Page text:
Pandemic leaves migrant workers with worries piling up and savings depletingWith international flights suspended, many cannot return home–and they don’t have jobs as their contract is over.
Had the pandemic not hit Nepal leading to the suspension of international flights, Nabin Rai, a Nepali migrant worker in Malaysia, would have been home earlier this month.
Rai, 29, from Mandan Deupur Municipality of Kavrepalanchok, works in a plastic items manufacturing company in Bandar Puncak Alam, a small town nearly 30 kilometres northwest of the Malaysian capital Kuala Lumpur. He had booked his air ticket to Kathmandu for May 7.
The Nepal government, however, banned all international flights, except two a week on the Kathmandu-New Delhi sector, effective from May 6 midnight, hours before Rai’s scheduled flight.
Rai is stuck now.
“Everyone was happy that I was returning home after four years. Even last year, during the pandemic, I had stayed back in Malaysia,” Rai told the Post from Malaysia over the phone. “I had finally managed to buy a ticket although I had to pay a much higher price.”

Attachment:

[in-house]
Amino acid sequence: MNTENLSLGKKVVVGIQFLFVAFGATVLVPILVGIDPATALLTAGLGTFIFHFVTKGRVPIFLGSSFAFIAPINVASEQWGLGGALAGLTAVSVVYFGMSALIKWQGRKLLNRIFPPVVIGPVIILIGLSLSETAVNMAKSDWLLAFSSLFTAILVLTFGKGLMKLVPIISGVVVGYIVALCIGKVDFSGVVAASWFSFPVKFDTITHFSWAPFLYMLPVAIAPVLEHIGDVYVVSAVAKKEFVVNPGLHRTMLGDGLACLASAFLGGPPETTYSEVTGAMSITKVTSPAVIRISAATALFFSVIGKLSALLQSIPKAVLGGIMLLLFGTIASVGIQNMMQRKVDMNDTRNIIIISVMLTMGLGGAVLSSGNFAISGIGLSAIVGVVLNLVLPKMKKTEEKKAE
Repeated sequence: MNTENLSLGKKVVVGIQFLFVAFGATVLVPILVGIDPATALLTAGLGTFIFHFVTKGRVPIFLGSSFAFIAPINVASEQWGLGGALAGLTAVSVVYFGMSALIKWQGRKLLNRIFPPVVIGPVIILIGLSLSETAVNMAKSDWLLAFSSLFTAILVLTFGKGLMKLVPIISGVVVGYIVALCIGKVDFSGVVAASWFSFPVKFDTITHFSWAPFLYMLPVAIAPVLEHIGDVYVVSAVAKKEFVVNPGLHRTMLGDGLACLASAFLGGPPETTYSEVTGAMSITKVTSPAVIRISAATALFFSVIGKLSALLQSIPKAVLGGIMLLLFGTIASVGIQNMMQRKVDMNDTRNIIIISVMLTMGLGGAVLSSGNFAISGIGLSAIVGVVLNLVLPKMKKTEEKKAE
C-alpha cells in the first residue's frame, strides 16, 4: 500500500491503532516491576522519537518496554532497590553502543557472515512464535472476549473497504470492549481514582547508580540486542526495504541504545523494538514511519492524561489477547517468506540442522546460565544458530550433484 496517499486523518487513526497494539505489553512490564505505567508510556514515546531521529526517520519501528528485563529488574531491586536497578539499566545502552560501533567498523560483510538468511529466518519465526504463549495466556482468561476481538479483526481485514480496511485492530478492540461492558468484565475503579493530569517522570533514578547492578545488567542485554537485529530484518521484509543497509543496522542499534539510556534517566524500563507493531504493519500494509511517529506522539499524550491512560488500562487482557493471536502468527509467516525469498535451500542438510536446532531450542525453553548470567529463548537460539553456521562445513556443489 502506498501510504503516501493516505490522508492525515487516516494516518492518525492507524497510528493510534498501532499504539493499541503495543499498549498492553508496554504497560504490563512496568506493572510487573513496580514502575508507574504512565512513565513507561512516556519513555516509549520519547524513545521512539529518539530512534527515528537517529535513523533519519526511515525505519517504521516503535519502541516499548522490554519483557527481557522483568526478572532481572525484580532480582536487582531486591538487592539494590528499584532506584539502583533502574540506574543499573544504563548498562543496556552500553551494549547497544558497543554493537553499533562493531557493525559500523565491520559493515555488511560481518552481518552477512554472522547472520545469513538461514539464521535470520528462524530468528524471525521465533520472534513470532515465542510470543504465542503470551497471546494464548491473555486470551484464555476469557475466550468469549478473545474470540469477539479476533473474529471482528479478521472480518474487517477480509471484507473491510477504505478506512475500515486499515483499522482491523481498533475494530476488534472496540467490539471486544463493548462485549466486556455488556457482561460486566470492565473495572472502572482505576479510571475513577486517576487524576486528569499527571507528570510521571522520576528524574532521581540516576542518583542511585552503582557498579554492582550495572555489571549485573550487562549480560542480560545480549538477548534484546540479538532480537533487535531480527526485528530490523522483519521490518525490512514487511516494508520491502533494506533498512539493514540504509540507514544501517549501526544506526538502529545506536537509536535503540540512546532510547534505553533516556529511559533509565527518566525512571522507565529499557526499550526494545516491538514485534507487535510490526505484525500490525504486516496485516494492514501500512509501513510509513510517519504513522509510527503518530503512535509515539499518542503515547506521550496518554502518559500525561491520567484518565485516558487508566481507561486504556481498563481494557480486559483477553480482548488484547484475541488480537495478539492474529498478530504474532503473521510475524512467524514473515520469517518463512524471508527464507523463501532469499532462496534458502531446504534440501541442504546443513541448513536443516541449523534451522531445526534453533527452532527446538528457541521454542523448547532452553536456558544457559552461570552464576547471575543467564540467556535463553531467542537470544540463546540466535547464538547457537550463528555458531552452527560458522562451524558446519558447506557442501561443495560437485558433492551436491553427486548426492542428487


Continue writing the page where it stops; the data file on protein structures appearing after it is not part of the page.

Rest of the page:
He paid Malaysian ringgit 1,550, equivalent to Rs43,966, for the ticket, he said. This is nearly double the normal price.
“My company did not buy me the ticket to Nepal, so I had to pay for it myself,” said Rai.
The flight suspension has been extended until May 31 midnight now, and given the surge in the coronavirus cases in Nepal, Rai is not hopeful about reuniting with his family anytime soon.
The flight suspension has meant many migrant workers in various destination countries won’t be able to return home, while those who had found placements won’t be able to report to work.
The hardest hit are people like Rai who have bought air tickets and their job contracts have expired.
Man Bahadur Tamang of Nuwakot also had a flight on May 7.